Sodium azide is a white crystalline solid used in the manufacture of the explosive lead azide. It is the principal chemical used to generate nitrogen gas in automobile safety airbags and airplane escape chutes and is a broad-spectrum biocide used in both research and agriculture.
Toxicology and carcinogenicity studies were conducted by administering sodium azide (greater than 99% pure) in distilled water by gavage to groups of male and female F344/N rats once daily, 5 days per week for 14 days, 13 weeks, or 2 years. Genetic toxicology studies were conducted in Salmonella typhimurium and Chinese hamster ovary cells.
Rats received 0, 5, 10, 20, 40, or 80 mg/kg sodium azide. All male and female rats receiving 40 or 80 mg/kg and two of five female rats receiving 20 mg/kg died during the first week of the studies. Clinical findings of toxicity included lethargy and inactivity. No grossly observable lesions were present in any of the dose groups.
Rats received 0, 1.25, 2.5, 5, 10, or 20 mg/kg sodium azide. Seven of 9 males and all 10 females receiving 20 mg/kg died before the end of the studies. Final mean body weights of treated rats were within 10% of those of the controls. Compound-related clinical findings of toxicity in the 20 mg/kg dose groups included lethargy and labored breathing. Histopathologic lesions induced by sodium azide were limited to the brain (necrosis of the cerebrum and thalamus) and lung (congestion, hemorrhage, and edema), and were observed in rats receiving 20 mg/kg that died during the studies.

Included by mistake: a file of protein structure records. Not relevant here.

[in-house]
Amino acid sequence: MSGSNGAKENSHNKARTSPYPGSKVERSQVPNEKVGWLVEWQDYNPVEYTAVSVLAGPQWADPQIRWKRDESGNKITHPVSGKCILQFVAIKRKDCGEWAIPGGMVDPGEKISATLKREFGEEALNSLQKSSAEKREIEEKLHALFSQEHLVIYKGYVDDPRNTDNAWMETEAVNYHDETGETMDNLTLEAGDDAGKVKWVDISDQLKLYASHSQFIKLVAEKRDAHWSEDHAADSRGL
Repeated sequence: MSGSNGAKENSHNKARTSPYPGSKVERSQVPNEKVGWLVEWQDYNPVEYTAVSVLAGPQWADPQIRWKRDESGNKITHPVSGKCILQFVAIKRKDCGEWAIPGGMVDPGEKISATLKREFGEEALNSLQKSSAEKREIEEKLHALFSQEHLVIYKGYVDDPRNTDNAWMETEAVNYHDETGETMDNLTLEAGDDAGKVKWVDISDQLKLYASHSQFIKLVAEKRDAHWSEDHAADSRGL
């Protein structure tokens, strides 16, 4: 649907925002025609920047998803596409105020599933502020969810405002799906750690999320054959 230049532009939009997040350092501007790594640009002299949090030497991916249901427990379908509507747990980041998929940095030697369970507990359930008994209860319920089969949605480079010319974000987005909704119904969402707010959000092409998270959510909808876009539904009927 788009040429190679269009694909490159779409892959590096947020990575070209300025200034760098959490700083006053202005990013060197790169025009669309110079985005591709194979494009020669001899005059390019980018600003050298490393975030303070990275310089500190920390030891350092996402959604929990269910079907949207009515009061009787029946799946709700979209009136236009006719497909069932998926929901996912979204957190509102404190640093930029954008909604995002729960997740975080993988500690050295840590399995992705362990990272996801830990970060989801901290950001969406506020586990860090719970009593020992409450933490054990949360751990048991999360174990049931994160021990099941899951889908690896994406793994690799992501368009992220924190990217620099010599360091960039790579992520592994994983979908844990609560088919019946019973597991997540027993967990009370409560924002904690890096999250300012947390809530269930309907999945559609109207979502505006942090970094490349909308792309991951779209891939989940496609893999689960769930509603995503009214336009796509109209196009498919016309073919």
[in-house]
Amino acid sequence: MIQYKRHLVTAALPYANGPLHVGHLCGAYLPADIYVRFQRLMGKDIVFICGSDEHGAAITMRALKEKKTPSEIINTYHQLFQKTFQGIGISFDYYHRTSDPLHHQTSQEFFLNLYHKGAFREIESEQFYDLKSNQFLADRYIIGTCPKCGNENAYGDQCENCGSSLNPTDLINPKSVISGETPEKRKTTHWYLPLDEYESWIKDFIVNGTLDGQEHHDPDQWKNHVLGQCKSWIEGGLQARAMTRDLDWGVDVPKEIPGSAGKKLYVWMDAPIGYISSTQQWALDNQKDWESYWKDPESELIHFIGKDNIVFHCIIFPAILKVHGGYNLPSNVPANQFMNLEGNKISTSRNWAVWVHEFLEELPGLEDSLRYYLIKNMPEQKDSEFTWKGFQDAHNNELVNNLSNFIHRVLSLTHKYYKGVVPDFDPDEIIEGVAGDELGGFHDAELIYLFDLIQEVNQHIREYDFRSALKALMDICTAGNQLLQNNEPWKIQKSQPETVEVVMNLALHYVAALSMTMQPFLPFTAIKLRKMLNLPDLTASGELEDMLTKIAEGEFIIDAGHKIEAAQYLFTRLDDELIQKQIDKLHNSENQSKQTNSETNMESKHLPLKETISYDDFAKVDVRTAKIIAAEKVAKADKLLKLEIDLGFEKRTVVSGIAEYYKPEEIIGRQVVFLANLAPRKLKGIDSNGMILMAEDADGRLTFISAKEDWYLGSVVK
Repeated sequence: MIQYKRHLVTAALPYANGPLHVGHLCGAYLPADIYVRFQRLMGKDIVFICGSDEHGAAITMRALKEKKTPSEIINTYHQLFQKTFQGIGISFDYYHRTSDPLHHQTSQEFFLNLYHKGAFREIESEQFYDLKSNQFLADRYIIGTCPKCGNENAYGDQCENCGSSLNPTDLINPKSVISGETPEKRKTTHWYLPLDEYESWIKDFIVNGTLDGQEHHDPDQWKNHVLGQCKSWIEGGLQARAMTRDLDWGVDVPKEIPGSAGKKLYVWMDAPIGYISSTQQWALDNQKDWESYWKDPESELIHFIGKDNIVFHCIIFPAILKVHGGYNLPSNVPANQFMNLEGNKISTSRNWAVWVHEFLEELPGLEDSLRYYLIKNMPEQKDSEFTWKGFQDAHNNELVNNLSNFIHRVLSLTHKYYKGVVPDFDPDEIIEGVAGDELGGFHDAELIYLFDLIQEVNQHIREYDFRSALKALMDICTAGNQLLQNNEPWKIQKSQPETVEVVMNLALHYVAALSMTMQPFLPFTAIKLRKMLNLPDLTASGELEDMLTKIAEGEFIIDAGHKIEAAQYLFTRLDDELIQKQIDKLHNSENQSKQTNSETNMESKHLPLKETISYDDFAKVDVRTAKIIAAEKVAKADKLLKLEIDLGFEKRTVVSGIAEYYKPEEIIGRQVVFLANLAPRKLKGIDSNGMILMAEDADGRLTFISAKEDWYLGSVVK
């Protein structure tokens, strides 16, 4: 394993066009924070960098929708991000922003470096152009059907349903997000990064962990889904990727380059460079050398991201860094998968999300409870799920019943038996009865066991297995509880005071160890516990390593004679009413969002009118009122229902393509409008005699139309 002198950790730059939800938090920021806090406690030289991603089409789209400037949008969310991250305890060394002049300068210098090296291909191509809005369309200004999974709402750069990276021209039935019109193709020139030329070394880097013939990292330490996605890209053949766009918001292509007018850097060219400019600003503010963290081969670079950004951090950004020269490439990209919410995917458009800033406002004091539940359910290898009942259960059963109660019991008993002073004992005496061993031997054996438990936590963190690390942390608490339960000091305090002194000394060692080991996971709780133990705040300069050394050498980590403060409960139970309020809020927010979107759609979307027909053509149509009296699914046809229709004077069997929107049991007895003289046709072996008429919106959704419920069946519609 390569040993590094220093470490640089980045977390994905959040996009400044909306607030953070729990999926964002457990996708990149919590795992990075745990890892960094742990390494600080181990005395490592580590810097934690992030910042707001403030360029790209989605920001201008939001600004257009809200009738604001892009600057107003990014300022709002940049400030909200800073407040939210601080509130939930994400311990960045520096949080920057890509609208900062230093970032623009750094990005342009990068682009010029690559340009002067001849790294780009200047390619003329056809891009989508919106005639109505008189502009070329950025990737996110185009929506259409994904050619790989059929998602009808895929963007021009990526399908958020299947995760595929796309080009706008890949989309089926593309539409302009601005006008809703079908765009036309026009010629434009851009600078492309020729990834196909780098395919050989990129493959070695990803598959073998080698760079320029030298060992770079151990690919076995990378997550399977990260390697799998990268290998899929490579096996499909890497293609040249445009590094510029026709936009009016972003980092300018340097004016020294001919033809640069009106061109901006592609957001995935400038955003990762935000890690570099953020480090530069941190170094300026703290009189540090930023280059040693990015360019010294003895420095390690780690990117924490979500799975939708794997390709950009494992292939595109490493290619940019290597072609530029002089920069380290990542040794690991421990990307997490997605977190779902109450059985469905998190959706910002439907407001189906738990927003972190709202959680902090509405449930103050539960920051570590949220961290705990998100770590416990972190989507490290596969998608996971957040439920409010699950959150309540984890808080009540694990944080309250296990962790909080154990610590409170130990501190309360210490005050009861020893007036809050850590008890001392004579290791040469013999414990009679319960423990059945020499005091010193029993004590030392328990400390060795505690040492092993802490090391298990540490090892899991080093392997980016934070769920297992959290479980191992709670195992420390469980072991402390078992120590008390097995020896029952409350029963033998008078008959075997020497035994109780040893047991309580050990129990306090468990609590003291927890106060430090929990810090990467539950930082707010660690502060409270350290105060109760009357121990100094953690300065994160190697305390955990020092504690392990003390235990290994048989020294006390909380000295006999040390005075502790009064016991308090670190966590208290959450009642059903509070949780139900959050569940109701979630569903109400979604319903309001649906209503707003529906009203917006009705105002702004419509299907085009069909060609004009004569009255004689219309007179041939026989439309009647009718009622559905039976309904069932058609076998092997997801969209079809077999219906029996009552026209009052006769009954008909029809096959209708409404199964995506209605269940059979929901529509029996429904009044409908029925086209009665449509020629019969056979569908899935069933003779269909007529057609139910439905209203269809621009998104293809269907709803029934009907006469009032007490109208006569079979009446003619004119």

Body Weights, Feed Consumption, and Survival in the 2-Year Studies
Because compound-related deaths were observed in the groups receiving 20 mg/kg in the 13-week studies, lower dose levels were used in the 2-year studies. Two-year studies were conducted by administering 0, 5, or 10 mg/kg sodium azide to groups of 60 male and 60 female rats. Dose-related depression in mean body weight was observed throughout the study period. Mean feed consumption values in low- and high-dose groups were lower than control values. Survival of high-dose rats of each sex was significantly (P<0.05) lower than controls (males-control, 24/60; low-dose, 27/60; high-dose, 9/60; females-37/60; 43/60; 21/59). The reduced survival was attributed to brain necrosis and cardiovascular collapse induced by sodium azide.
Neoplastic and Nonneoplastic Effects in the 2-Year Studies
There were no compound-related increases in incidences of neoplasms in rats. Significantly decreased incidences were observed for certain neoplasms, including mononuclear cell leukemia in male rats (control, 33/60; low-dose, 28/60; high-dose, 14/60), adrenal gland pheochromocytoma in male rats (26/55; 16/56; 6/54), mammary gland fibroadenoma in female rats (20/60; 11/60; 8/59), and pituitary gland neoplasms in female rats (37/60; 28/60; 17/59). These decreases reflected to some extent, but could not be attributed solely to, the reduced survival of the high-dose groups. Compound-related nonneoplastic brain lesions (necrosis of the cerebrum and thalamus) were observed at significantly (P<0.001) increased incidences in high-dose male and female rats. The increased incidence of lung congestion observed in this dose group was considered due to cardiovascular collapse secondary to brain necrosis.
Sodium azide was mutagenic in Salmonella typhimurium strains TA100 and TA1535, with or without exogenous metabolic activation (S9); it was not mutagenic in strain TA1537 or TA98. In cytogenetic tests with Chinese hamster ovary cells, sodium azide induced sister chromatid exchanges, but not chromosomal aberrations, in the presence and the absence of S9.
Under the conditions of these 2-year gavage studies, there was no evidence of carcinogenic activity of sodium azide in male or female F344/N rats administered 5 or 10 mg/kg.
Sodium azide induced necrosis in the cerebrum and the thalamus of the brain in both male and female rats.